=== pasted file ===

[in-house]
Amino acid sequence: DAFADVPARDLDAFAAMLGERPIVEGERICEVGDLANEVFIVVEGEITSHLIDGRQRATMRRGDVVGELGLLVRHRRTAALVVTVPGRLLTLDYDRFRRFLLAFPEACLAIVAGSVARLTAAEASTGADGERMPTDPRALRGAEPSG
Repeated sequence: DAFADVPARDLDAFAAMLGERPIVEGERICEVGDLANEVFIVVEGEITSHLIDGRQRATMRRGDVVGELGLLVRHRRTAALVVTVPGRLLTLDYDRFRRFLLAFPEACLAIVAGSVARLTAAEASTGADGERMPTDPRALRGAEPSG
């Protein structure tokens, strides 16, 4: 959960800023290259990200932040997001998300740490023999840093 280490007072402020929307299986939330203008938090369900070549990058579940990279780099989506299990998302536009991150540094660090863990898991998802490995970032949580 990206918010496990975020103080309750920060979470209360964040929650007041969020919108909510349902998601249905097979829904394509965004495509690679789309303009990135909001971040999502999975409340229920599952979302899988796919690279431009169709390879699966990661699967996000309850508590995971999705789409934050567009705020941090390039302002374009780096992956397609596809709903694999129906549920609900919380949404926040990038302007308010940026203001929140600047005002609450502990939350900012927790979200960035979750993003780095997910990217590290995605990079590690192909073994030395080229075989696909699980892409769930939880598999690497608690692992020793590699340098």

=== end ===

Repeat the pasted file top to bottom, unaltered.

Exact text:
[in-house]
Amino acid sequence: DAFADVPARDLDAFAAMLGERPIVEGERICEVGDLANEVFIVVEGEITSHLIDGRQRATMRRGDVVGELGLLVRHRRTAALVVTVPGRLLTLDYDRFRRFLLAFPEACLAIVAGSVARLTAAEASTGADGERMPTDPRALRGAEPSG
Repeated sequence: DAFADVPARDLDAFAAMLGERPIVEGERICEVGDLANEVFIVVEGEITSHLIDGRQRATMRRGDVVGELGLLVRHRRTAALVVTVPGRLLTLDYDRFRRFLLAFPEACLAIVAGSVARLTAAEASTGADGERMPTDPRALRGAEPSG
């Protein structure tokens, strides 16, 4: 959960800023290259990200932040997001998300740490023999840093 280490007072402020929307299986939330203008938090369900070549990058579940990279780099989506299990998302536009991150540094660090863990898991998802490995970032949580 990206918010496990975020103080309750920060979470209360964040929650007041969020919108909510349902998601249905097979829904394509965004495509690679789309303009990135909001971040999502999975409340229920599952979302899988796919690279431009169709390879699966990661699967996000309850508590995971999705789409934050567009705020941090390039302002374009780096992956397609596809709903694999129906549920609900919380949404926040990038302007308010940026203001929140600047005002609450502990939350900012927790979200960035979750993003780095997910990217590290995605990079590690192909073994030395080229075989696909699980892409769930939880598999690497608690692992020793590699340098």